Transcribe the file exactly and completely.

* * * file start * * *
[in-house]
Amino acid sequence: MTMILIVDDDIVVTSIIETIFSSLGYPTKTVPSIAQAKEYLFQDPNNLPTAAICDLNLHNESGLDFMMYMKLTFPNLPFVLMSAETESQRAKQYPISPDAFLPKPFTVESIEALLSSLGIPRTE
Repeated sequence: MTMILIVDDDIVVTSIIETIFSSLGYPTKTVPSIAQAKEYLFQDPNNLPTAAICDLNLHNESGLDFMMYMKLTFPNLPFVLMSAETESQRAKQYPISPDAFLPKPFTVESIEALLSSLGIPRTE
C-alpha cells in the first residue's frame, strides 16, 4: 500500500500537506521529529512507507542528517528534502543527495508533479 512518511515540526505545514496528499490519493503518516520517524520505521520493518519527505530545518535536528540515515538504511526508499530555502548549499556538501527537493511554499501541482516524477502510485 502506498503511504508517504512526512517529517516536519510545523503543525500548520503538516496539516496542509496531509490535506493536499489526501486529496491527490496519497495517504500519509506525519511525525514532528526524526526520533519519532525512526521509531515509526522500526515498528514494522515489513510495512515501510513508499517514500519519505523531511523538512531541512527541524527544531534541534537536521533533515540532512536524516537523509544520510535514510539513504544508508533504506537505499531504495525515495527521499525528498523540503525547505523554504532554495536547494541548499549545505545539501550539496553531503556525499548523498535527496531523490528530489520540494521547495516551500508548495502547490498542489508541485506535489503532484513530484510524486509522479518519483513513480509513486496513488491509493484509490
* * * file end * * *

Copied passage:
[in-house]
Amino acid sequence: MTMILIVDDDIVVTSIIETIFSSLGYPTKTVPSIAQAKEYLFQDPNNLPTAAICDLNLHNESGLDFMMYMKLTFPNLPFVLMSAETESQRAKQYPISPDAFLPKPFTVESIEALLSSLGIPRTE
Repeated sequence: MTMILIVDDDIVVTSIIETIFSSLGYPTKTVPSIAQAKEYLFQDPNNLPTAAICDLNLHNESGLDFMMYMKLTFPNLPFVLMSAETESQRAKQYPISPDAFLPKPFTVESIEALLSSLGIPRTE
C-alpha cells in the first residue's frame, strides 16, 4: 500500500500537506521529529512507507542528517528534502543527495508533479 512518511515540526505545514496528499490519493503518516520517524520505521520493518519527505530545518535536528540515515538504511526508499530555502548549499556538501527537493511554499501541482516524477502510485 502506498503511504508517504512526512517529517516536519510545523503543525500548520503538516496539516496542509496531509490535506493536499489526501486529496491527490496519497495517504500519509506525519511525525514532528526524526526520533519519532525512526521509531515509526522500526515498528514494522515489513510495512515501510513508499517514500519519505523531511523538512531541512527541524527544531534541534537536521533533515540532512536524516537523509544520510535514510539513504544508508533504506537505499531504495525515495527521499525528498523540503525547505523554504532554495536547494541548499549545505545539501550539496553531503556525499548523498535527496531523490528530489520540494521547495516551500508548495502547490498542489508541485506535489503532484513530484510524486509522479518519483513513480509513486496513488491509493484509490